… and that’s okay, I guess.
I say this because I see social media experts:
1.) Publishing valuable, original content on someone else’s domain.
I just don’t get this at all. Why would anyone, much less a social media expert, publish their own content in such a way that it creates value for some other domain? If you’re using Quora blogs or Google+ or LinkedIn to publish evergreen content that attracts links and generates long-term value, you’re not getting as much value as the site hosting the content.
As I wrote in my article, Where & How to Start a Business Blog, great content should be published on your own domain so that it can serve you for years to come, and because it won’t disappear if and when the site shuts down or changes direction. And if you don’t think that’ll ever happen to your favorite site (that you don’t own), ask yourself how all those people and businesses that built their empire on MySpace.com 6-7 years ago are feeling right now.
2.) Tweeting their Foursquare check-ins, TV viewings and other … stuff. (Or posting Facebook check-ins as status updates.)
I imagine an argument would be made that this kind of thing helps fans/followers learn more about you via the places you visit, programs that you watch, etc. And maybe it opens the door for a deeper connection with some people — i.e., “I love that show/restaurant, too!” Okay, maybe so.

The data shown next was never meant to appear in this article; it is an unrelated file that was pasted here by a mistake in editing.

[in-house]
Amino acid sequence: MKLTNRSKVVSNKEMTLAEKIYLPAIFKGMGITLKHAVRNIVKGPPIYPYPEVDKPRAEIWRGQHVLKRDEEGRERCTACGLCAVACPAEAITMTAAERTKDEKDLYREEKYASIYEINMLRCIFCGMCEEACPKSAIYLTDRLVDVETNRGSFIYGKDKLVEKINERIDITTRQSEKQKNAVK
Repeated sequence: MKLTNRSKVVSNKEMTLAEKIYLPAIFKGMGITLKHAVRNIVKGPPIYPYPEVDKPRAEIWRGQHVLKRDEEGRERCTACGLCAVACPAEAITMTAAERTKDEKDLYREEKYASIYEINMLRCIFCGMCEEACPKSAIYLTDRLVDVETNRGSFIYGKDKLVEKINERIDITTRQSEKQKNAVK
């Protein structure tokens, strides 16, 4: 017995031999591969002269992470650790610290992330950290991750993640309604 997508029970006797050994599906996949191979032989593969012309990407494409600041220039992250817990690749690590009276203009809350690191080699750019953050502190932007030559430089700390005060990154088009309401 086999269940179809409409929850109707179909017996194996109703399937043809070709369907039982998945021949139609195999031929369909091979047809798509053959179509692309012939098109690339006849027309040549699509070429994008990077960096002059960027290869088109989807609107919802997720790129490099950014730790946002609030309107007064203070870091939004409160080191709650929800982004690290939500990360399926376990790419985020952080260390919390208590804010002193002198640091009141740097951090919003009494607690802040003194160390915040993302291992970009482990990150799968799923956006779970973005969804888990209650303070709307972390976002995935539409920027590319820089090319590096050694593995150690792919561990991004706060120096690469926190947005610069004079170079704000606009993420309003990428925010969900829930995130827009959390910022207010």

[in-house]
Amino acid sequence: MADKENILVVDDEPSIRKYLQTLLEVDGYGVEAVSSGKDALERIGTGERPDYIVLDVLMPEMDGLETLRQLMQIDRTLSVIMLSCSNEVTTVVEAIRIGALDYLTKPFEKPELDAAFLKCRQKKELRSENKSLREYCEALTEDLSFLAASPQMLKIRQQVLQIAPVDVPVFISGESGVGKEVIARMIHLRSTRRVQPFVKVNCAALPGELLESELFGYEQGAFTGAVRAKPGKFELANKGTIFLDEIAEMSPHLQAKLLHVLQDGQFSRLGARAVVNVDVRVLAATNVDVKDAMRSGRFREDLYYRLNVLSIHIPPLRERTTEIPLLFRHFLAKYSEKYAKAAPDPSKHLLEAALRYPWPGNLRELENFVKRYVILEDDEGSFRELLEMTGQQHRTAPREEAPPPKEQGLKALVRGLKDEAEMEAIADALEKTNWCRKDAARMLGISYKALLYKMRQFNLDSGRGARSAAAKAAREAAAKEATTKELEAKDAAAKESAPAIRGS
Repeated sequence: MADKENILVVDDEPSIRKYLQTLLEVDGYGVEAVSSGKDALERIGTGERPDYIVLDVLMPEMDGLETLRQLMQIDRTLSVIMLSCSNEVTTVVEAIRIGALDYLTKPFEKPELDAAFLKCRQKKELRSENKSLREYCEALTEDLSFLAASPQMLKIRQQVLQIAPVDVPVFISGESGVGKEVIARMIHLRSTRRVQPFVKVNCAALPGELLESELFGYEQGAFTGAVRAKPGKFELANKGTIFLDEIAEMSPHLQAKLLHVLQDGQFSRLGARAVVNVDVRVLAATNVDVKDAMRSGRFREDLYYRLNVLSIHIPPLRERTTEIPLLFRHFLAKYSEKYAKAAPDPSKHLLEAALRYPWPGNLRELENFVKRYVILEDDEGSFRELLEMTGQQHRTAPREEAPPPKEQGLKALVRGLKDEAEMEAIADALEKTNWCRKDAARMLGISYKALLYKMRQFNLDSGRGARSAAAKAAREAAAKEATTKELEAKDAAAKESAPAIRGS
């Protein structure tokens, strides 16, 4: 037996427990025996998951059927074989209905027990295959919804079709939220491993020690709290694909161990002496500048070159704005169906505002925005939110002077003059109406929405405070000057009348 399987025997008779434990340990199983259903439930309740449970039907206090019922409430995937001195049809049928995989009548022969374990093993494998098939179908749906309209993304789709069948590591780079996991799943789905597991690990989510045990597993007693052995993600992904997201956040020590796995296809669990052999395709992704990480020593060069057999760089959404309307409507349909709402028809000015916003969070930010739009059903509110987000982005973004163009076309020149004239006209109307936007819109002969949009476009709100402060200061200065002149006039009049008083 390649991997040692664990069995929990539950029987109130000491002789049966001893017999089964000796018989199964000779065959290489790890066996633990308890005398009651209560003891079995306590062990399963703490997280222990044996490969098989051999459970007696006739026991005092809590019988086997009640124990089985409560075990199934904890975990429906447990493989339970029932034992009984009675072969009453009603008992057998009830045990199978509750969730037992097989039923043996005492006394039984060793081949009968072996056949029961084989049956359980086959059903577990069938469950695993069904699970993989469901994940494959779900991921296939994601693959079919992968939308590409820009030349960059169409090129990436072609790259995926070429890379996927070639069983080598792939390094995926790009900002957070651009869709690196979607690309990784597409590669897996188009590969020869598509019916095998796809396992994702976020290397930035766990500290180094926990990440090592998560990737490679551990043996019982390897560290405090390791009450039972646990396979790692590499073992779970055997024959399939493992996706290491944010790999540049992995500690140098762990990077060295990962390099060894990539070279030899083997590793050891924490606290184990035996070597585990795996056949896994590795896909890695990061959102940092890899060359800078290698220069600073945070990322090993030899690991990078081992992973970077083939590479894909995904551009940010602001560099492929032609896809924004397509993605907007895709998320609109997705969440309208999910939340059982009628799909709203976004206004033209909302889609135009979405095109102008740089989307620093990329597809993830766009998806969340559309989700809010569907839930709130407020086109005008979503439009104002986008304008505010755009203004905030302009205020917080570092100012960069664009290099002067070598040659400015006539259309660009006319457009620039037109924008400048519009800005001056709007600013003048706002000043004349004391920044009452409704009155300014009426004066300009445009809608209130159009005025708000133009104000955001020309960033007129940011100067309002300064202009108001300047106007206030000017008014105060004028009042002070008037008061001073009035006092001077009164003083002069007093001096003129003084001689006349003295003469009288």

But I just can’t imagine anyone caring about where I’ve checked-in, what badge I just won or what TV show I’m watching. So I’d never want to post this kind of content into my Facebook or Twitter streams. It just seems like clutter to me. And maybe a bit narcissistic.
3.) Retweeting when someone says something nice about them.
When someone compliments me, I hope my normal response is to offer a sincere “thanks.” That’s how I try to respond when someone tweets about how they liked one of my articles or something I said/did. When someone compliments me, I don’t grab a megaphone and say “Hey, everyone, did you hear that? Here’s what John/Jane just said about me. Aren’t I great?”
Don’t get me wrong: I know that self-promotion is part of doing business and pitching yourself to potential customers. As I said in the comments of this conversation with Andy Beal, I expect to see self-promotion and customer testimonials on a company website. But I don’t expect to see so much of it in a Twitter or Facebook stream.
A year ago, almost everyone agreed with me when I asked about the practice of retweeting when someone mentions you in a Follow Friday list. I think this is pretty much the same thing.
I don’t believe — and don’t mean to suggest — that there’s only one way to use social media (i.e., mine). We all have to come up with guidelines and principles that fit our own voice, our own goals, our own idea of what works and what doesn’t.
At the same time, maybe it’s good to keep in mind that some of the things that the “social media experts” are doing and suggesting aren’t universally considered smart things.
(Stock image via Shutterstock.com. Used under license.)